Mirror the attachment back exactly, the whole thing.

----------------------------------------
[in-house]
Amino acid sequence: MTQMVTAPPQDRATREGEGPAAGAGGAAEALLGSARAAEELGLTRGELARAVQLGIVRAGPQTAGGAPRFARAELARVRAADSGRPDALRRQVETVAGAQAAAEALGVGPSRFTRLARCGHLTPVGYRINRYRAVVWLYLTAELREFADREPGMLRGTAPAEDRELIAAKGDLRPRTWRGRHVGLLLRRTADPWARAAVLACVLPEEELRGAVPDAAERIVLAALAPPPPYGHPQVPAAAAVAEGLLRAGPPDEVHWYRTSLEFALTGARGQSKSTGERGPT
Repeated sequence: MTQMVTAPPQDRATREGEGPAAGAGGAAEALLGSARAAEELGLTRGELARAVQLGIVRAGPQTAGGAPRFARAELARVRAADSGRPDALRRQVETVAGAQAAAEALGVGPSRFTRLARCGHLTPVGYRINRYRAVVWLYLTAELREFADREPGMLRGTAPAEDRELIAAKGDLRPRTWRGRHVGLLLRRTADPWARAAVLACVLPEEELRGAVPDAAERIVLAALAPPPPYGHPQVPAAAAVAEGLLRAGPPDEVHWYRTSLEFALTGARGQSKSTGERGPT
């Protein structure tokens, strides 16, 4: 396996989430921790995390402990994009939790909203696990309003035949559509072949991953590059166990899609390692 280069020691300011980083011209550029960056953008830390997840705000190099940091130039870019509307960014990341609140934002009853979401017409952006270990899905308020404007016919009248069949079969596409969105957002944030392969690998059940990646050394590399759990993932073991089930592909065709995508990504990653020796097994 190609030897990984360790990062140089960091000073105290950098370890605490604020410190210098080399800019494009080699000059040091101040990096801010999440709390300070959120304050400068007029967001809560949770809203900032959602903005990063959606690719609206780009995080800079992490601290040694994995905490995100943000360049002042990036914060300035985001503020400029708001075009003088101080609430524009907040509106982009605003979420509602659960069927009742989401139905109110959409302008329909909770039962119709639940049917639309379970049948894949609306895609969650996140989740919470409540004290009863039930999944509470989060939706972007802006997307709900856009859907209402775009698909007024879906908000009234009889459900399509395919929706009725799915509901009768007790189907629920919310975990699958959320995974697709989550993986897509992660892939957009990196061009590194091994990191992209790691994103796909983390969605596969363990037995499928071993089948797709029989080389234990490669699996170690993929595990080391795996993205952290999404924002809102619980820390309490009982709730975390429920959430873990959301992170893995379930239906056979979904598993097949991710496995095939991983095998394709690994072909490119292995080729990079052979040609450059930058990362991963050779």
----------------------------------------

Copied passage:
[in-house]
Amino acid sequence: MTQMVTAPPQDRATREGEGPAAGAGGAAEALLGSARAAEELGLTRGELARAVQLGIVRAGPQTAGGAPRFARAELARVRAADSGRPDALRRQVETVAGAQAAAEALGVGPSRFTRLARCGHLTPVGYRINRYRAVVWLYLTAELREFADREPGMLRGTAPAEDRELIAAKGDLRPRTWRGRHVGLLLRRTADPWARAAVLACVLPEEELRGAVPDAAERIVLAALAPPPPYGHPQVPAAAAVAEGLLRAGPPDEVHWYRTSLEFALTGARGQSKSTGERGPT
Repeated sequence: MTQMVTAPPQDRATREGEGPAAGAGGAAEALLGSARAAEELGLTRGELARAVQLGIVRAGPQTAGGAPRFARAELARVRAADSGRPDALRRQVETVAGAQAAAEALGVGPSRFTRLARCGHLTPVGYRINRYRAVVWLYLTAELREFADREPGMLRGTAPAEDRELIAAKGDLRPRTWRGRHVGLLLRRTADPWARAAVLACVLPEEELRGAVPDAAERIVLAALAPPPPYGHPQVPAAAAVAEGLLRAGPPDEVHWYRTSLEFALTGARGQSKSTGERGPT
């Protein structure tokens, strides 16, 4: 396996989430921790995390402990994009939790909203696990309003035949559509072949991953590059166990899609390692 280069020691300011980083011209550029960056953008830390997840705000190099940091130039870019509307960014990341609140934002009853979401017409952006270990899905308020404007016919009248069949079969596409969105957002944030392969690998059940990646050394590399759990993932073991089930592909065709995508990504990653020796097994 190609030897990984360790990062140089960091000073105290950098370890605490604020410190210098080399800019494009080699000059040091101040990096801010999440709390300070959120304050400068007029967001809560949770809203900032959602903005990063959606690719609206780009995080800079992490601290040694994995905490995100943000360049002042990036914060300035985001503020400029708001075009003088101080609430524009907040509106982009605003979420509602659960069927009742989401139905109110959409302008329909909770039962119709639940049917639309379970049948894949609306895609969650996140989740919470409540004290009863039930999944509470989060939706972007802006997307709900856009859907209402775009698909007024879906908000009234009889459900399509395919929706009725799915509901009768007790189907629920919310975990699958959320995974697709989550993986897509992660892939957009990196061009590194091994990191992209790691994103796909983390969605596969363990037995499928071993089948797709029989080389234990490669699996170690993929595990080391795996993205952290999404924002809102619980820390309490009982709730975390429920959430873990959301992170893995379930239906056979979904598993097949991710496995095939991983095998394709690994072909490119292995080729990079052979040609450059930058990362991963050779």